The LASERs are a national program of evening gatherings that bring artists and scientists together for informal presentations and conversation with an audience. See the program for the whole series.
The event is free and open to everybody.
Email me if you want to be added to the mailing list for the LASERs.
Like previous evenings,
the agenda includes some presentations of art/science projects,
news from the audience, and time for casual socializing/networking.
This event is kindly sponsored by the Minerva Foundation.
Where: UC Berkeley
Soda Hall, Room 306 (HP Auditorium)
NOTE: Use the WEST-entrance of SODA Hall entering from Etcheverry Plaza.
What (the order of the speakers might change):
Loren Frank (UCSF/ Neuroscience) on "What is a memory?"
Recent discoveries have given us new insights into how memories are stored and retrieved... Read more
Vanessa Sigurdson (Autodesk Artist in Residence) on "Autodesk Artist in Residence"
The Pier 9 AIR program at Autodesk... Read more
- 7:50-8:10: BREAK. Before or after the break, anyone in the audience currently working within the intersections of art and science will have 30 seconds to share their work. Please present your work as a teaser so that those who are interested can seek you out during social time following the event.
Laura Maguire (Stanford & Philosophy Talk) on "Does Neuroscience Threaten Free Will?"
News of the death of free will have been vastly exaggerated... Read more
Theresa Wong (Composer and Performer) on "Multiplicity of Roots - Expanded Techniques and Harmonies of the Cello and Voice"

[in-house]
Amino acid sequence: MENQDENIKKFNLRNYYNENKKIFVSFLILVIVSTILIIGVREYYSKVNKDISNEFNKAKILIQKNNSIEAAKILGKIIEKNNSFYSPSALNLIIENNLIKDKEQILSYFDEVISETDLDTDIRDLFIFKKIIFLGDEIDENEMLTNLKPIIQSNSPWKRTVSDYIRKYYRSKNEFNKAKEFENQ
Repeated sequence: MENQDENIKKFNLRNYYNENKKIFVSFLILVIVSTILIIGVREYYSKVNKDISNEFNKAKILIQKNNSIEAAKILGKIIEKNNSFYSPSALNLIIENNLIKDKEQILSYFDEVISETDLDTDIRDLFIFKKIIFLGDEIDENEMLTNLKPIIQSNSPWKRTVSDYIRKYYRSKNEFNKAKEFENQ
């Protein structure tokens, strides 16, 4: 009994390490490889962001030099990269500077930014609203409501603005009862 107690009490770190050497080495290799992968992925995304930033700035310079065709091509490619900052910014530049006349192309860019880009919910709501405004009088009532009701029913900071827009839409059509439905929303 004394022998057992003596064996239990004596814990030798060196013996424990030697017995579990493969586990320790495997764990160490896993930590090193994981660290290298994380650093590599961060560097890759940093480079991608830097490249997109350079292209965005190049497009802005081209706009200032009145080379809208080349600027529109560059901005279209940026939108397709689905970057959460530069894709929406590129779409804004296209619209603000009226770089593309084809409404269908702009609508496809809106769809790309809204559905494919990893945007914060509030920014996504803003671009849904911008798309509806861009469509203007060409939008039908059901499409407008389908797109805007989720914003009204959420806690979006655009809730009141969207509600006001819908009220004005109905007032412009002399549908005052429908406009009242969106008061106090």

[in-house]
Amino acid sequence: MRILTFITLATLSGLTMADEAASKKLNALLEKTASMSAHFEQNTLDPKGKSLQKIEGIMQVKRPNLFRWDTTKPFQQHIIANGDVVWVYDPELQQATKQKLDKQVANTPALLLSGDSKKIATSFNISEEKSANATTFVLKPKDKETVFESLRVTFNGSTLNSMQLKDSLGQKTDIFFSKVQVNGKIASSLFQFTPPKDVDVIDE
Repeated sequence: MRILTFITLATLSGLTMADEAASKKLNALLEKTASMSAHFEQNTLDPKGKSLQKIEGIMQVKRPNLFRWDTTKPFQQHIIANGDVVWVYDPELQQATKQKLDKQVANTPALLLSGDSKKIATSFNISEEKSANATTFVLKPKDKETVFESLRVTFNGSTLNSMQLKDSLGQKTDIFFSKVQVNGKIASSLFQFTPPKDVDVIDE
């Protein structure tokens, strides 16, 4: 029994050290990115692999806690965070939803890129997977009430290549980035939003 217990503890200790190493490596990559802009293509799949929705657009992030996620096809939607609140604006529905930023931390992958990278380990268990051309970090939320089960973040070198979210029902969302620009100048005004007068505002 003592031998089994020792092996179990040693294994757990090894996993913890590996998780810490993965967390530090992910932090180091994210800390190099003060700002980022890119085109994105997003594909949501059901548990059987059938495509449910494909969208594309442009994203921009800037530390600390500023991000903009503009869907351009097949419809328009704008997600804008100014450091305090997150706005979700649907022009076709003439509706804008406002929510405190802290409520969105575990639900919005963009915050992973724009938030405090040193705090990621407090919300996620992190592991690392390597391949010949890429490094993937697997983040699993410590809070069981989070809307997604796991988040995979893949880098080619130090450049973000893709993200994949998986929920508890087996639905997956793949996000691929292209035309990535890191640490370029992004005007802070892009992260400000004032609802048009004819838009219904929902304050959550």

How to free the cello from the cultural and historical connotations connected to it... Read more
- 9:00pm-9:30pm: Discussions, networking
You can mingle with the speakers and the audience
Other LASER series
Art, Technology, Culture Colloquia
Other LASER series
- Loren Frank is Howard Hughes Medical Institute Investigator, a Professor in the Department of Physiology and co-Director of the Kavli Institute for Fundamental Neuroscience at the University of California, San Francisco (UCSF). He received his B.A. in Psychology and Cognitive studies from Carleton College, his Ph.D. in Systems Neuroscience and Computation from M.I.T. and did post-doctoral research at Massachusetts General Hospital and Harvard University. His laboratory uses a combination of techniques to study the neural bases of learning, memory and decision-making. In particular, his work focuses on the hippocampus and related structures, brain areas critical for forming and retrieving memories for the events of daily life. He is also currently working to develop new technologies to understand how the brain works and how to fix it when it is not working properly. Dr. Frank has received numerous awards for his scientific discoveries and his mentoring, including fellowships from the Sloan, McKnight and Merck Foundations as well as the Society for Neuroscience Young Investigator Award, the University of Indiana Gill Young Investigator Award, the UCSF Faculty Mentoring Award, and the College Mentors for Kids Inspire Award.